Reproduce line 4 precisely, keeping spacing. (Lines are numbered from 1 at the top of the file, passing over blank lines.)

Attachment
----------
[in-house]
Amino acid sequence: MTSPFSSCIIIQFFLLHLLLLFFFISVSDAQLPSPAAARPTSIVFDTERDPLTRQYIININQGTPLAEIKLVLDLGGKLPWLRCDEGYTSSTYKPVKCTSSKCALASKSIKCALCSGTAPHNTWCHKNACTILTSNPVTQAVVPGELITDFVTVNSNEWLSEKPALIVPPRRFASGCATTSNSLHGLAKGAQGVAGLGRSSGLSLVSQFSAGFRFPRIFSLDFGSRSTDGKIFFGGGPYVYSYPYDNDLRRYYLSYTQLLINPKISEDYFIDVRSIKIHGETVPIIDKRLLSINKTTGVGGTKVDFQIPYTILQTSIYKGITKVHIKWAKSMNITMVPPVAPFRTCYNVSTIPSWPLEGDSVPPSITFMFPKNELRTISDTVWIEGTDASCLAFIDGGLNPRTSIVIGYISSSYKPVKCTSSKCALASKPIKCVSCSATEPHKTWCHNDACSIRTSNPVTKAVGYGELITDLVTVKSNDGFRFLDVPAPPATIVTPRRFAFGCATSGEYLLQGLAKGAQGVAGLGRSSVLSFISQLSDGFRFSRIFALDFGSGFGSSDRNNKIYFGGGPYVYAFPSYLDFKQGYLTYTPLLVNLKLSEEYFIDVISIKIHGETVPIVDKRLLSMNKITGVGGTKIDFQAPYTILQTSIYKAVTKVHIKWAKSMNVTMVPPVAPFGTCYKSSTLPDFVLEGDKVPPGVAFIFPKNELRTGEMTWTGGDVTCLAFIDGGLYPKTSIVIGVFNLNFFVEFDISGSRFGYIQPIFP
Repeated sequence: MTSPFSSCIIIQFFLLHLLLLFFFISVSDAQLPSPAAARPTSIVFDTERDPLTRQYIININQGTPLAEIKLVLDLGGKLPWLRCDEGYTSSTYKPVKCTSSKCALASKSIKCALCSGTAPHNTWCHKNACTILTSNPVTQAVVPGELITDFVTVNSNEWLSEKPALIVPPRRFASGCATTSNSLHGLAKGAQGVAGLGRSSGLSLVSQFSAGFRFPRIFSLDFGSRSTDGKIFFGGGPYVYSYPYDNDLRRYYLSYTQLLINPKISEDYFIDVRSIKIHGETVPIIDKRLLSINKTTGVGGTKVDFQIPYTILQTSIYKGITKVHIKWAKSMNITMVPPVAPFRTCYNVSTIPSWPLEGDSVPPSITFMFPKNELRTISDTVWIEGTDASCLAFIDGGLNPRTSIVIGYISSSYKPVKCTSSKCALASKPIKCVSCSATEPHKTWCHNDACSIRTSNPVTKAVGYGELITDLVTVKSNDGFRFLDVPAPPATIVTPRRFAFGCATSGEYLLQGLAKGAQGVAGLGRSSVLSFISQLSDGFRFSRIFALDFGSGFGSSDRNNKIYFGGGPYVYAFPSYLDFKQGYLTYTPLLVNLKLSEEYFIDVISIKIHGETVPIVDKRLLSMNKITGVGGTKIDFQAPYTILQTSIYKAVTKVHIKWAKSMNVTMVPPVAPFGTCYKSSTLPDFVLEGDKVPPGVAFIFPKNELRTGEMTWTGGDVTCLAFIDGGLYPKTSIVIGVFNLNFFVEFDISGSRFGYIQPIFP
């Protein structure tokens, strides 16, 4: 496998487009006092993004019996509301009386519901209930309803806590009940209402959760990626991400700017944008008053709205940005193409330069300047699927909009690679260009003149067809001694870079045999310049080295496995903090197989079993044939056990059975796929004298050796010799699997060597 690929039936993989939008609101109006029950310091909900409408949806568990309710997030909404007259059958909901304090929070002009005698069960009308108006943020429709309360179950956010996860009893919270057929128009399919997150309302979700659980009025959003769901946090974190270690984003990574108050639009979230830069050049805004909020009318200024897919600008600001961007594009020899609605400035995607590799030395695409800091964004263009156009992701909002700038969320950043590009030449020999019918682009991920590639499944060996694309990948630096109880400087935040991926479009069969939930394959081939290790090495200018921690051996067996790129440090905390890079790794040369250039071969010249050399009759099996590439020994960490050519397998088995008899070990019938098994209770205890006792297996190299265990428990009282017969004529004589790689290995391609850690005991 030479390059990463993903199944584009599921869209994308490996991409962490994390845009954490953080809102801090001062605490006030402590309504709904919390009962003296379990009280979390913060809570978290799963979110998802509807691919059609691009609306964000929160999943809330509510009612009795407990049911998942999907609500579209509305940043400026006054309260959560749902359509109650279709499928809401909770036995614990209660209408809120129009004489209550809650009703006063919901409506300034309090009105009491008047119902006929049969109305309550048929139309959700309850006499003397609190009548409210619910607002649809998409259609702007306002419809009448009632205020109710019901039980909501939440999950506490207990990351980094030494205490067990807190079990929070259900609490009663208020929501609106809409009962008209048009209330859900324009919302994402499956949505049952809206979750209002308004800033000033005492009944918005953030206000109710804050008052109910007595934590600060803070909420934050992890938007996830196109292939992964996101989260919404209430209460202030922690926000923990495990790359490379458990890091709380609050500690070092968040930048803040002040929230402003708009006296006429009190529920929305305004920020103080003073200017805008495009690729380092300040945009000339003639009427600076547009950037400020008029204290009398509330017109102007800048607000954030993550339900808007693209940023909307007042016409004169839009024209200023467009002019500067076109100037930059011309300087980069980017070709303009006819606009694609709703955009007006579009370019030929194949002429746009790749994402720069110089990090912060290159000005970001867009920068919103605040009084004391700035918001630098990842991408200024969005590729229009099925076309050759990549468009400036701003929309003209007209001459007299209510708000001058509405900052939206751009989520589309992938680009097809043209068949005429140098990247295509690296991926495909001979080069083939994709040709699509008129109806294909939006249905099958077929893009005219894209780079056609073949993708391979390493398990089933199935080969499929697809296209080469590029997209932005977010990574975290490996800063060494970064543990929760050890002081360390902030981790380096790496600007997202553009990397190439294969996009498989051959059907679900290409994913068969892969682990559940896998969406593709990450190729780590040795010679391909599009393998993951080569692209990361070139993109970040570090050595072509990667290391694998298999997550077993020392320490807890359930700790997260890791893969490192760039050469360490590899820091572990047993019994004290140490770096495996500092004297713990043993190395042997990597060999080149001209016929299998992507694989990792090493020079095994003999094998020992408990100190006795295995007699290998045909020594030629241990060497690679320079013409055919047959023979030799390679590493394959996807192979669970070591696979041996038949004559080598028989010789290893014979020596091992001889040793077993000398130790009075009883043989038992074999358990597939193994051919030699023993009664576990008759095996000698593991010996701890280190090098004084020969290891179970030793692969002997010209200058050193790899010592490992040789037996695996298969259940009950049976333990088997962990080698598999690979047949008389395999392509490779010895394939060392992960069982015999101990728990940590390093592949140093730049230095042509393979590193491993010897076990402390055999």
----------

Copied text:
């Protein structure tokens, strides 16, 4: 496998487009006092993004019996509301009386519901209930309803806590009940209402959760990626991400700017944008008053709205940005193409330069300047699927909009690679260009003149067809001694870079045999310049080295496995903090197989079993044939056990059975796929004298050796010799699997060597 690929039936993989939008609101109006029950310091909900409408949806568990309710997030909404007259059958909901304090929070002009005698069960009308108006943020429709309360179950956010996860009893919270057929128009399919997150309302979700659980009025959003769901946090974190270690984003990574108050639009979230830069050049805004909020009318200024897919600008600001961007594009020899609605400035995607590799030395695409800091964004263009156009992701909002700038969320950043590009030449020999019918682009991920590639499944060996694309990948630096109880400087935040991926479009069969939930394959081939290790090495200018921690051996067996790129440090905390890079790794040369250039071969010249050399009759099996590439020994960490050519397998088995008899070990019938098994209770205890006792297996190299265990428990009282017969004529004589790689290995391609850690005991 030479390059990463993903199944584009599921869209994308490996991409962490994390845009954490953080809102801090001062605490006030402590309504709904919390009962003296379990009280979390913060809570978290799963979110998802509807691919059609691009609306964000929160999943809330509510009612009795407990049911998942999907609500579209509305940043400026006054309260959560749902359509109650279709499928809401909770036995614990209660209408809120129009004489209550809650009703006063919901409506300034309090009105009491008047119902006929049969109305309550048929139309959700309850006499003397609190009548409210619910607002649809998409259609702007306002419809009448009632205020109710019901039980909501939440999950506490207990990351980094030494205490067990807190079990929070259900609490009663208020929501609106809409009962008209048009209330859900324009919302994402499956949505049952809206979750209002308004800033000033005492009944918005953030206000109710804050008052109910007595934590600060803070909420934050992890938007996830196109292939992964996101989260919404209430209460202030922690926000923990495990790359490379458990890091709380609050500690070092968040930048803040002040929230402003708009006296006429009190529920929305305004920020103080003073200017805008495009690729380092300040945009000339003639009427600076547009950037400020008029204290009398509330017109102007800048607000954030993550339900808007693209940023909307007042016409004169839009024209200023467009002019500067076109100037930059011309300087980069980017070709303009006819606009694609709703955009007006579009370019030929194949002429746009790749994402720069110089990090912060290159000005970001867009920068919103605040009084004391700035918001630098990842991408200024969005590729229009099925076309050759990549468009400036701003929309003209007209001459007299209510708000001058509405900052939206751009989520589309992938680009097809043209068949005429140098990247295509690296991926495909001979080069083939994709040709699509008129109806294909939006249905099958077929893009005219894209780079056609073949993708391979390493398990089933199935080969499929697809296209080469590029997209932005977010990574975290490996800063060494970064543990929760050890002081360390902030981790380096790496600007997202553009990397190439294969996009498989051959059907679900290409994913068969892969682990559940896998969406593709990450190729780590040795010679391909599009393998993951080569692209990361070139993109970040570090050595072509990667290391694998298999997550077993020392320490807890359930700790997260890791893969490192760039050469360490590899820091572990047993019994004290140490770096495996500092004297713990043993190395042997990597060999080149001209016929299998992507694989990792090493020079095994003999094998020992408990100190006795295995007699290998045909020594030629241990060497690679320079013409055919047959023979030799390679590493394959996807192979669970070591696979041996038949004559080598028989010789290893014979020596091992001889040793077993000398130790009075009883043989038992074999358990597939193994051919030699023993009664576990008759095996000698593991010996701890280190090098004084020969290891179970030793692969002997010209200058050193790899010592490992040789037996695996298969259940009950049976333990088997962990080698598999690979047949008389395999392509490779010895394939060392992960069982015999101990728990940590390093592949140093730049230095042509393979590193491993010897076990402390055999």